Listing 1: A simple Ansible playbook for getting NGINX installed and running on a local machine, from Ansible’s Getting Started webpage.
The name of the file in Listing 1 is
simplenxingx.yml. Thus, to run the playbook, you type at the command line
I’ve omitted covering many of the details necessary to get a full understanding of the playbook shown above. The Ansible Getting Started webpage provides an explanation of the basic concepts. The important thing to understand is that Ansible is executing commands against target machines directly. No target machine requires the presence of an agent. Pushing to a machine in the way Ansible does makes ephemeral provisioning a straightforward undertaking.
Ansible Makes Performance Testing Efficient
Using Ansible to provision machines under test as well as machines that will act as test controllers saves time and money.
Industrial-strength test environments that are meant to accommodate the load of millions of users can be expensive to emulate. Some environments under test might require hundreds of VMs or containers that represent thousands of interdependent microservices. The test controllers that need to exercise these types of environments can be as big and complex as the systems under test. Whether it’s a test controller or test target, each of these VMs costs money. When they’re not used, it’s money wasted.
The benefit Ansible brings to the table is the essential value proposition of ephemeral computing. Ansible allows you to quickly and reliably set up the environment you need to do the work. Once your testing objectives are met, you destroy the resources you created. You pay only for what you need, when you need it. It’s a value proposition that’s hard to ignore.
Putting It All Together
Ansible has been growing in popularity since its release in 2012. Today the technology supports more than 300 modules that enable software from a variety of manufacturers, including Windows, RabbitMQ, MongoDB and MySQL, to be deployed with little more effort than an entry in an Ansible playbook.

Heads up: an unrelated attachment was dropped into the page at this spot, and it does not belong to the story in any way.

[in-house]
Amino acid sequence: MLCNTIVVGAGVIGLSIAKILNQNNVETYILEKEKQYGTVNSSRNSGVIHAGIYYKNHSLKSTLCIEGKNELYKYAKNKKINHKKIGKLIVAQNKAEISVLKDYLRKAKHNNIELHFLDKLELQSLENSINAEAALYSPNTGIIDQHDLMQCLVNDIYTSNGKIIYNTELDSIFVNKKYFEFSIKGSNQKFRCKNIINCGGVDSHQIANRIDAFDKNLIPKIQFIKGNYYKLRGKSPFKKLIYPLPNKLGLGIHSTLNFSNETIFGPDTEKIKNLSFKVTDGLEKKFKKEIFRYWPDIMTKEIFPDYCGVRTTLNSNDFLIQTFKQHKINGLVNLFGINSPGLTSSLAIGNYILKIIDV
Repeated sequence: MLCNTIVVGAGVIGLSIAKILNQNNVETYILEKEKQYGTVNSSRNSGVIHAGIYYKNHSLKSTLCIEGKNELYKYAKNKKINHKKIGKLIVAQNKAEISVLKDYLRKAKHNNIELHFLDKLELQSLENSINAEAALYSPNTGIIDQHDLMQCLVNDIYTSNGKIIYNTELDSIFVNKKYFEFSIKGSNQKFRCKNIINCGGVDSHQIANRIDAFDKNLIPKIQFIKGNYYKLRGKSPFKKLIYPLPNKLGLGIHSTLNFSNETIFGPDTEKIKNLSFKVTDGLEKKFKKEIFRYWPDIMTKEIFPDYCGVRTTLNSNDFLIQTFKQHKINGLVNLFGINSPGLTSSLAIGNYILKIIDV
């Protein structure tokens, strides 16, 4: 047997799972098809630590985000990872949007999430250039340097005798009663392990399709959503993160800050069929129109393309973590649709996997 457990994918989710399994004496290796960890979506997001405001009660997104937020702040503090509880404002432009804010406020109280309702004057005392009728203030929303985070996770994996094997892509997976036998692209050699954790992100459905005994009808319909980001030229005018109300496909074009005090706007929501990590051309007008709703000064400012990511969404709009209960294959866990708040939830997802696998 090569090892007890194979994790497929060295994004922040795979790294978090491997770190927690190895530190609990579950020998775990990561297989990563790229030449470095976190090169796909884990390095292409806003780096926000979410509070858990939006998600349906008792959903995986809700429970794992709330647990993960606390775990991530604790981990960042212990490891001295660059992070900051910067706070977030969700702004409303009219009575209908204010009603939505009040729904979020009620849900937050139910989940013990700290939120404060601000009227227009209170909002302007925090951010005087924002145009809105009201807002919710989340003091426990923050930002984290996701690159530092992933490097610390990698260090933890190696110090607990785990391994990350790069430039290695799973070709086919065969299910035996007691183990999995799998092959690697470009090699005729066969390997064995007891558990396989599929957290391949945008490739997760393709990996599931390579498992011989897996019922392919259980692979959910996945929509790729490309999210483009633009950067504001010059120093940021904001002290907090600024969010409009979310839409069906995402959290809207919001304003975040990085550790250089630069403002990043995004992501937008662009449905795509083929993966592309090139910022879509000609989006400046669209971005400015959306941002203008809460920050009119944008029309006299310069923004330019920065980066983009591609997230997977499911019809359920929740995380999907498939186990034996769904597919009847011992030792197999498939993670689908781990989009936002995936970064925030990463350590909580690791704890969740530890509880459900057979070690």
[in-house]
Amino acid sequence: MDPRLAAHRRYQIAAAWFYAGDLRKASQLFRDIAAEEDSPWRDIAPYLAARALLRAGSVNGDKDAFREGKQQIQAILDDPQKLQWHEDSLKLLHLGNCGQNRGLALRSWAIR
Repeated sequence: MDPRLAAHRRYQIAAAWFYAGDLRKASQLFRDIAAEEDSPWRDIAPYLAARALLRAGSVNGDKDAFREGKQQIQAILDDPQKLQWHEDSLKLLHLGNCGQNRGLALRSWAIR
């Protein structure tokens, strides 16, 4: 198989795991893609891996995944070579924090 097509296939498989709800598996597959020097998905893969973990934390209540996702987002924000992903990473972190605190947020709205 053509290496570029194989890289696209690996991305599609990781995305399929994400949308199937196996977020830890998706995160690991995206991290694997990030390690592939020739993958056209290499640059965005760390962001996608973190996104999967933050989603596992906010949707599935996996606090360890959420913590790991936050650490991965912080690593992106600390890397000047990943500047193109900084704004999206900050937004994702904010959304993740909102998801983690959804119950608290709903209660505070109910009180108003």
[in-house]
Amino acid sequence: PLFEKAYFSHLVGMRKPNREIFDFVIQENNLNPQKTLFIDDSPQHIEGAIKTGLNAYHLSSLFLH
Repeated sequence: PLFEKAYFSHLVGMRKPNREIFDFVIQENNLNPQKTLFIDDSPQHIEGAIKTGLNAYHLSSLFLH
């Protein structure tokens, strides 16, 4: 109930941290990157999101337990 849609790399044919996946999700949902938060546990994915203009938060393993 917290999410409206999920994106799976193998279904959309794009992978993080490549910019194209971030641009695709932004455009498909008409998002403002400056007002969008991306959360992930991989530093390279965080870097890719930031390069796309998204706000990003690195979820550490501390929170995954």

Using Ansible to dynamically provision not only environments under test, but also the test controllers themselves, makes ephemeral computing available to a large audience, from novice test practitioners to the experienced software developer in test. Ephemeral computing looms large in the future of the practice of modern systems testing. Ansible makes the technology accessible to all.
Article by Bob Reselman; nationally-known software developer, system architect, industry analyst and technical writer/journalist. Bob has written many books on computer programming and dozens of articles about topics related to software development technologies and techniques, as well as the culture of software development. Bob is a former Principal Consultant for Cap Gemini and Platform Architect for the computer manufacturer, Gateway. Bob lives in Los Angeles. In addition to his software development and testing activities, Bob is in the process of writing a book about the impact of automation on human employment. He lives in Los Angeles and can be reached on LinkedIn at www.linkedin.com/in/bobreselman.
Test Automation – Anywhere, Anytime
- Announcing TestRail 6.0 with UI Enhancements and Docker Support
- TestRail Again a Leader in the G2 Grid for Software Testing